Sometimes when we visit friends, I look around and observe their stuff compared to ours. I can’t help it, everybody does it so don’t pretend you wouldn’t. It is kind of fascinating. Some friends have a big house but are quite minimalist, with actual empty space in their home. I’ll call it “room to breathe.” Others have so much stuff, every gadget, game, toy, movie, appliance and recreational aid I can possibly imagine. I look at it and I feel a little envious, sure, but I also feel better about what we own. I feel like if I had all that extra baggage, it would stress me out. Sure, maybe our kids would love all that stuff. But they also really love what they have. We have ENOUGH.

Such a big word, enough.

Sure, I would take an RV. A second bathroom is definitely in our future but I will never go back to having three to clean. I won’t say no to a dishwasher. (two years and counting without that) An unlimited book budget would be lovely, but we kind of have that already with the library. A wee bit more room and we could squeeze in another cat and maybe even a dog. (Husband screams “Noooooooooo!”) But honestly, we have enough.

It is enough for us.

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Do you feel buried in stuff? How do you know when you have enough?

Not another annoying list

RIMG0583It has been ages since I have written here, and if you ask me why I don’t even think I have an answer. It has been a long three years, to be honest. And ironically it is also three years since I let my mind wander here. It is three years since I left my island (metaphorically and literally) and landed in this landlocked wind-swept prairie place. If I really wanted to bore everyone I would make a grand list of crap I have learned in these years. But let us not go there.

I started this blog in 2011, when blogging was still a Big Thang and I was an avid follower of some really good ones. I had a 6 year old and a 4 year old and needed a creative outlet where I could spill my guts and sometimes even interact with other adults in a virtual-reality-kinda-way. I wanted to be funny and crafty and crunchy-granola-mama like the other bloggers I read who eventually went on to get book deals and make a living just by living and blogging about it.

When I look back at my posts I realize my whole blog persona was tied up in raising kids in a big old draughty beautiful farmhouse with a big messy garden and amazing neighbours and an ocean five minutes away. I grew vegetables and made jam and upcycled stuff into cool but probably under-appreciated gifts partly because subconsciously I knew we couldn’t afford to buy gifts due to the absolutely stunning amounts of money it took to keep a big draughty farmhouse heated in winter. Still, it was sweet how naive I was. And occasionally a bit twee as well.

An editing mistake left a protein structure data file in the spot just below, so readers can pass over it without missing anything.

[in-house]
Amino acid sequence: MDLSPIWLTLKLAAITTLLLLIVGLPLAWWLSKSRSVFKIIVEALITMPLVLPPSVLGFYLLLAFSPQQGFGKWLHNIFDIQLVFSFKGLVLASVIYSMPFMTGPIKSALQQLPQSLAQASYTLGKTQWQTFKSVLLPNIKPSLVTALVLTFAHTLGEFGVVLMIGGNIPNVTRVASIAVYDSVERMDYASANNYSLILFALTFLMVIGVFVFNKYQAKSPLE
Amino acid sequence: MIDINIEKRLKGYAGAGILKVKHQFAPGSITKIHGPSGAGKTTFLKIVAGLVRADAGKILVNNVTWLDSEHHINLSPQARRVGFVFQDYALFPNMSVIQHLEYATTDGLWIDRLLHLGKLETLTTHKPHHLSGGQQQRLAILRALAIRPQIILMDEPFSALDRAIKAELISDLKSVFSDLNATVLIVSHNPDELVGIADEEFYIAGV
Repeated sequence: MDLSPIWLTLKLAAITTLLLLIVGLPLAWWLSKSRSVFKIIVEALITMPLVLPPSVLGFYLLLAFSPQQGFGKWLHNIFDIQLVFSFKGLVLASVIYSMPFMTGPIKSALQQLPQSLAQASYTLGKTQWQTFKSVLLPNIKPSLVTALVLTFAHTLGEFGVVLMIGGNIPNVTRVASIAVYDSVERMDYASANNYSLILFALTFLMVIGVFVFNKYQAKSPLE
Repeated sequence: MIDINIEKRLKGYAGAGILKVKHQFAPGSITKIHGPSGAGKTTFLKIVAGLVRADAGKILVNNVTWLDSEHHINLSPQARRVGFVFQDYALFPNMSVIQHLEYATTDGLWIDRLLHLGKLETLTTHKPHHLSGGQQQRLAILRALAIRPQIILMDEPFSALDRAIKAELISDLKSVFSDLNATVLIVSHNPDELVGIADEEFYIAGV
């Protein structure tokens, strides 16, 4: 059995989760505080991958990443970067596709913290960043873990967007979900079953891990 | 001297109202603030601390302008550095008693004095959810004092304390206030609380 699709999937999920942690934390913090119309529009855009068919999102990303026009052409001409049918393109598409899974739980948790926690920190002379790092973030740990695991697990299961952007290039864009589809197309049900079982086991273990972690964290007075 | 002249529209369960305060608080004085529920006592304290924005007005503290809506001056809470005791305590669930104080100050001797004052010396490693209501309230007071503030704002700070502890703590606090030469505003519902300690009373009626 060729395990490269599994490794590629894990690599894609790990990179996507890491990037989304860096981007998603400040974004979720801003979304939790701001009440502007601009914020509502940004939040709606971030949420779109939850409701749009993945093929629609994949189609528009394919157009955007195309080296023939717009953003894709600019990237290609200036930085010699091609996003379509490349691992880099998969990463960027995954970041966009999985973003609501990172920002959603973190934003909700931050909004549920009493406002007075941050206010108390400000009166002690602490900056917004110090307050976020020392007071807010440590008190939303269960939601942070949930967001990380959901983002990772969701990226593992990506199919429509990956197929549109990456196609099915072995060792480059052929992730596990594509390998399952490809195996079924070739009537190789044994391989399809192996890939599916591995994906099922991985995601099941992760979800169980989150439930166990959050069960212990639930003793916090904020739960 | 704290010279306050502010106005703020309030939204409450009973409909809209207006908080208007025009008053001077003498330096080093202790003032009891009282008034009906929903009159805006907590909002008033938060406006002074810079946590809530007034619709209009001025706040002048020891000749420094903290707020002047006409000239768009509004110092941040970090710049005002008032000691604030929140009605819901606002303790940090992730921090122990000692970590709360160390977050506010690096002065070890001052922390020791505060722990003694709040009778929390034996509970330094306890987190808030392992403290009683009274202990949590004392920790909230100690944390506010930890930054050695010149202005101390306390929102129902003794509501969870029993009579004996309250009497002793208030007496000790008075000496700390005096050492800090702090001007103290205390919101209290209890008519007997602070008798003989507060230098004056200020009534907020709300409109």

Once we got replanted on the prairies, I did try to keep blogging but it hurt to change so much. Living in a housing co-op doesn’t inspire the same way, and I made a stab at a few posts in my ill-fated attempt to monetise the blog at  but my heart was never in it and I deserted my post pretty quickly there. So what is different?

It’s a new year. And once again I need an outlet. I am inspired by a blogger whose house-reno site I loved, who now just writes for the sake of writing and it is great gut-spilling real stuff. You can check her out at

So, my original purpose here was “Life, Family, Books.”

Well, all that and a bag of chips is ongoing. Life is very different from when I started. My girls are growing up fast, so fast I blinked and one is almost as tall as me and has bigger feet. We could share shoes but she says my clogs are not worth borrowing. Books are the constant in my life, always have been and always will be. I am still reading British fluff non-stop but I am thrilled to have gotten one of The Bloggess Jenny Lawson’s books for Christmas. Now THERE is a blog overflowing with brutal honesty and lotsa swear words well-said. While my vocabulary certainly has diversified in the past couple of years (thanks, co-workers) I cannot match Jenny’s level of foul-tongued hilarity that hurts.

Anyhow. Just to demonstrate my complete lack of focus, this post was supposed to be about what I learned in 2015. So there you go. I’m back, and my mind does wander as much as it ever did.


What is it about school?

Heading off into the world…

There was one moment when I just wanted to grab her hand and pull her back to me.

Unfortunately, that would be quite embarrassing to have the entire busload of kids laughing at the mom who couldn’t let go, so I backed off and moved back up the driveway so she could get on without a desperate mother clinging to her little hand.

What is it about school? Friends have told me and told me, “Oh, once they start school time just starts to fly, and they just move further and further away from you all the time.”

Good God, there is something really sad about that, until you realize in many ways they are just moving further and further away from you from the moment they are born, from the minute they eat their first solid food, the second they take their first steps. Is that sad or is that joyous? I feel a bit of both. It is the ultimate in bittersweet, really. I rejoice in every first in my babies’ lives, and yet I feel a twinge of sadness. Last week I finally hauled all of the baby gear and sweet wee clothes out of every closet and from beneath every bed and got rid of all of it. Other babies are using it all now. This was due in no small part to the fact my youngest child was about to start kindergarten and is clearly far from being a baby anymore. But it still hurt.